Smallest Chameleon

The smallest chameleon is the Brookesia minima. It is also known as the Madagascan Dwarf Chameleon, Dwarf Chameleon, Pygmy Leaf Chameleon and by many other names. Their maximum length is 2.8 cm (1.1 in) for males and 3.4 cm (1.3 in) for females.

Range and Habitat

The Dwarf Chameleon is found in Nosy Be Island. This is on Madagascar’s northwest coast. Some species have also been seen at the Manongarivo Reserve in Madagascar. The Dwarf Chameleon resides in the island forests.

Compared with other chameleons, the creature is quite active. It can be seen moving around leaf liter and branches. The population density has been estimated at one per sq m. Even though they are the smallest chameleon, they can be quite aggressive even with each other.


The Dwarf Chameleon has an orbital crest over its eyes. The crest has scales shaped like triangle plates. Their heads are flat. Two rows of granular protrusions can be seen at their back. Their color is gray brown. Some however, have yellow stripes. Males are usually slimmer that the female. The male Dwarf chameleon also has a hemipenial bulge on the tail.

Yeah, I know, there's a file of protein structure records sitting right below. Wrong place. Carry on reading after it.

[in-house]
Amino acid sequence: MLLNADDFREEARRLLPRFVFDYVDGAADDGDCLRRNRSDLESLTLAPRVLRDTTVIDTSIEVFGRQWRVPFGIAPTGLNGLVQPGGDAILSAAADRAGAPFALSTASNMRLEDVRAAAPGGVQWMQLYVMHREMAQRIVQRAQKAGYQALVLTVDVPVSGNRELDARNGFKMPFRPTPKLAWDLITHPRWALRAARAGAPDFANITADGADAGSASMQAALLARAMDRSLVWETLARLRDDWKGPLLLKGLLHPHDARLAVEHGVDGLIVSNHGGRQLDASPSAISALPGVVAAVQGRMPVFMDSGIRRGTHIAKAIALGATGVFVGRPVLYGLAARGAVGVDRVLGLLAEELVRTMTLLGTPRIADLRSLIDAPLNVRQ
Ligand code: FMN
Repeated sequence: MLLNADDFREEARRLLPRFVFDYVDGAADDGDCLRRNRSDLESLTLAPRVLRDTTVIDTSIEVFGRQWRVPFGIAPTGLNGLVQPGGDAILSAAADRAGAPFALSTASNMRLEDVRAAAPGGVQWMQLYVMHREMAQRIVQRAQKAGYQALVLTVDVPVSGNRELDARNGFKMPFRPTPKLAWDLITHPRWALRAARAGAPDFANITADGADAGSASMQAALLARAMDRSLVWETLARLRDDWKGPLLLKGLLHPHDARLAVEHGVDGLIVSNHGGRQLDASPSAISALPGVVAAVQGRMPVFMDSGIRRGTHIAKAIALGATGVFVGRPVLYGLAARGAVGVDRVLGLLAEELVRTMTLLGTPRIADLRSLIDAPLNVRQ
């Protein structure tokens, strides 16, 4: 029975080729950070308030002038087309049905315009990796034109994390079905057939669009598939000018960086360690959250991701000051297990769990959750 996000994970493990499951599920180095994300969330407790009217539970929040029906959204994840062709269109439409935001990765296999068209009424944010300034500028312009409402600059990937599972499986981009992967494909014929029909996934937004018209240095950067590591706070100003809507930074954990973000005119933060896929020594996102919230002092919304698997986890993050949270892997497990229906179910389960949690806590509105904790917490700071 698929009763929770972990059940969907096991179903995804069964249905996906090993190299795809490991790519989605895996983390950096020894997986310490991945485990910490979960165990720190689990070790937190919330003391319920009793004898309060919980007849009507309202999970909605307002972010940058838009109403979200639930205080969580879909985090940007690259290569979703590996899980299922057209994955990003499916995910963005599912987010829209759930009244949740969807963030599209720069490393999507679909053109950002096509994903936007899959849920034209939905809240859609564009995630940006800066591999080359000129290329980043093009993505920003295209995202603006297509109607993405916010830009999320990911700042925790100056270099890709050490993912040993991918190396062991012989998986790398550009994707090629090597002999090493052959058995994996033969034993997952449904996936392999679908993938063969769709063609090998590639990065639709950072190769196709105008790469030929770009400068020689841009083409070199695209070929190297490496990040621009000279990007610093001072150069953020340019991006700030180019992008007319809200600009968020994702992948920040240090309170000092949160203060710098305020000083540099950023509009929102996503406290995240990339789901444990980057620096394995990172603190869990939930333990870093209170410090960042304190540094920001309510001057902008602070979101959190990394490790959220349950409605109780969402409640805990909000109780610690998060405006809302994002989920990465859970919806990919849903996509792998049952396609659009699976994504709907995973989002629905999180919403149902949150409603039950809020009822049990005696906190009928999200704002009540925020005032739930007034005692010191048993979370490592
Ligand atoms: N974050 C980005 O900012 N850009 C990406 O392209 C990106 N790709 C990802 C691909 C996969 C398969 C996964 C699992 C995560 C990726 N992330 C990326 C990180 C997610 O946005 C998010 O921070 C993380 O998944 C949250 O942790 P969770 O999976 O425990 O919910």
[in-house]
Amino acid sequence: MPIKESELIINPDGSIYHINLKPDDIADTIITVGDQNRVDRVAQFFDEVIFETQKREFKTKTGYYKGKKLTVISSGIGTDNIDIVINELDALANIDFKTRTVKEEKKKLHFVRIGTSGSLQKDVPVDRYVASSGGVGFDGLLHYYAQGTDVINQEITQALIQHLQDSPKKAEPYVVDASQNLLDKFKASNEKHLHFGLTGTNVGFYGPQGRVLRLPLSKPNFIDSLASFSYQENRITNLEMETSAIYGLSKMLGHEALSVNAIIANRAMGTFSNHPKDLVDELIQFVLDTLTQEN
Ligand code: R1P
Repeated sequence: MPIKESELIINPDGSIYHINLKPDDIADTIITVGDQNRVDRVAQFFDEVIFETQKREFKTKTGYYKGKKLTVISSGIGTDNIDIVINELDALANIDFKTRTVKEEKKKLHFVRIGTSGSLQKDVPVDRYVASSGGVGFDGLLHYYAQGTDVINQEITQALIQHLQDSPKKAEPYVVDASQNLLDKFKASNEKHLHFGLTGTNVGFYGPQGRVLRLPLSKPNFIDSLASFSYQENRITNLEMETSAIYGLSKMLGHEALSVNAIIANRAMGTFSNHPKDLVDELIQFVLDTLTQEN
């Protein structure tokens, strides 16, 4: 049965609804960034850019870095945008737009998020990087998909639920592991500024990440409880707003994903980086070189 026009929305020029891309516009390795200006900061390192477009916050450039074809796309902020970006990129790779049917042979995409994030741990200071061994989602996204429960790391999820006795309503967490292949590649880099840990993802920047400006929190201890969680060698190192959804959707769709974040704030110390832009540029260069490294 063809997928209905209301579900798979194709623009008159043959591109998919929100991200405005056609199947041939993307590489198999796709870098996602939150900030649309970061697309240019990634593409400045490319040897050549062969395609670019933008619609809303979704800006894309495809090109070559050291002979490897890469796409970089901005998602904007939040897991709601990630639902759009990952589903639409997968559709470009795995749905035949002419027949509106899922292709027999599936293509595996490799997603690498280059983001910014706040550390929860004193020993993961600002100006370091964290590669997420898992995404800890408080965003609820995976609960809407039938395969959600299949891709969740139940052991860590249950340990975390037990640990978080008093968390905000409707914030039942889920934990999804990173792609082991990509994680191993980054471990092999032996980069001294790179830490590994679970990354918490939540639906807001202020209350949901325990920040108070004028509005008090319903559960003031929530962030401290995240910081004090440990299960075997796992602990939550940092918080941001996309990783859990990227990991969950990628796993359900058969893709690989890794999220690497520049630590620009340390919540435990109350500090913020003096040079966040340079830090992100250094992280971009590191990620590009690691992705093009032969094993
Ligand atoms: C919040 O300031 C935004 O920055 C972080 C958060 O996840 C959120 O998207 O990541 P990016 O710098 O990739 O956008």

Reproduction and Cultivation

The average clutch has a couple of eggs. However, scientists still do not know how the creatures reproduce.

Successful captive breeding is difficult. Due to their territorial nature, housing must be implemented at a very young age. The enclosure has to be 16" x 16" x 16" minimum.

Soil or leaf litter must be present. The horizontal specifications are more vital because the creature stays near the ground. Their eggs are very small and can be hard to find.

Species Similar to the Dwarf Chameleon

Brookesia minima are included in the species cluster with B. tuberculata, B. dentate and other Dwarf Chameleons. There are many other species that belong to the group.

However, not all agree with this grouping. Some researchers believe that the B. peyrierasiand and B. tuberculata are not the same as B. minima. There are researchers who believe there are morphological differences between the creatures.

Changing Color

The Dwarf Chameleon changes color to blend in with the environment. Other species change colors when courting females or trying to scare away an enemy. The chameleon will also alter its color when it is scared or angry.

While the Dwarf Chameleon is regarded as the smallest chameleon today, some Brookesia genus members may be of an even smaller size. However this has yet to be verified.

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